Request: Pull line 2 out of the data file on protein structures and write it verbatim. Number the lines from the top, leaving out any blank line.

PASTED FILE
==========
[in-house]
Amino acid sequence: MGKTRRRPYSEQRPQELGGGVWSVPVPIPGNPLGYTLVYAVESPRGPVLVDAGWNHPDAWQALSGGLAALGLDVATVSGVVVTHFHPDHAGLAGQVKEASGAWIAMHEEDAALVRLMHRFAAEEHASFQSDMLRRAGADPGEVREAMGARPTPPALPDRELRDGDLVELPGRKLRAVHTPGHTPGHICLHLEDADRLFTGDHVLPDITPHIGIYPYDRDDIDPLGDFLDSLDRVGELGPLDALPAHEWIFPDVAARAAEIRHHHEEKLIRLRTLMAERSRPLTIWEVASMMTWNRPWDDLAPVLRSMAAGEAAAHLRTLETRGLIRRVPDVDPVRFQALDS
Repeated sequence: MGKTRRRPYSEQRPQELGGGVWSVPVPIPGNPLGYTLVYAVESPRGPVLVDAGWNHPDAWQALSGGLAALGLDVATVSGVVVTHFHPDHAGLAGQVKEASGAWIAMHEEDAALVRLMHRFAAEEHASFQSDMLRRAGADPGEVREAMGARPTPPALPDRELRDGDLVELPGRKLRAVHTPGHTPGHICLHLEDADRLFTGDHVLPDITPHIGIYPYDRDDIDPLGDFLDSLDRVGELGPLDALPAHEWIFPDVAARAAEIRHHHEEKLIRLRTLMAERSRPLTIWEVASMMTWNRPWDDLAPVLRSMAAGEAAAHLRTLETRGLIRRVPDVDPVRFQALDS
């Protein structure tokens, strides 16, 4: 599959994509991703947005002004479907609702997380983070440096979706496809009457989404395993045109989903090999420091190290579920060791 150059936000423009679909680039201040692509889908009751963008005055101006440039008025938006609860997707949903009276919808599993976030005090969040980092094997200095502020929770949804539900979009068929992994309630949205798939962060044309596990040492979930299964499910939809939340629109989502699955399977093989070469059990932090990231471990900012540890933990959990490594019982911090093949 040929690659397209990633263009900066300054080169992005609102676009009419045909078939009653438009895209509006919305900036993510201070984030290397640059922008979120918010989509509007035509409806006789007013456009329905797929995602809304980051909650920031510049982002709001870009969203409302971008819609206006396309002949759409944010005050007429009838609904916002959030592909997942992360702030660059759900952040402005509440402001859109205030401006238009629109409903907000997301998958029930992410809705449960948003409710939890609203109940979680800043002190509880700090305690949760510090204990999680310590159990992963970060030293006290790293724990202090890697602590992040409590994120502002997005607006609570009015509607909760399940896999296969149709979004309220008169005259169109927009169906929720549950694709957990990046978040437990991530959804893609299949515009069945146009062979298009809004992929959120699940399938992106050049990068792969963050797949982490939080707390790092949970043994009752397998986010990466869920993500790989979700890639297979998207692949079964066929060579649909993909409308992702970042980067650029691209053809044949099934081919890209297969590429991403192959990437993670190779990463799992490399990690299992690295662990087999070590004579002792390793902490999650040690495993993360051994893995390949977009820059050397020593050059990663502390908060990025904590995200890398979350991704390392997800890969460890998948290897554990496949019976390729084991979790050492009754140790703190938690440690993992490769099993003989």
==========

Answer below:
Amino acid sequence: MGKTRRRPYSEQRPQELGGGVWSVPVPIPGNPLGYTLVYAVESPRGPVLVDAGWNHPDAWQALSGGLAALGLDVATVSGVVVTHFHPDHAGLAGQVKEASGAWIAMHEEDAALVRLMHRFAAEEHASFQSDMLRRAGADPGEVREAMGARPTPPALPDRELRDGDLVELPGRKLRAVHTPGHTPGHICLHLEDADRLFTGDHVLPDITPHIGIYPYDRDDIDPLGDFLDSLDRVGELGPLDALPAHEWIFPDVAARAAEIRHHHEEKLIRLRTLMAERSRPLTIWEVASMMTWNRPWDDLAPVLRSMAAGEAAAHLRTLETRGLIRRVPDVDPVRFQALDS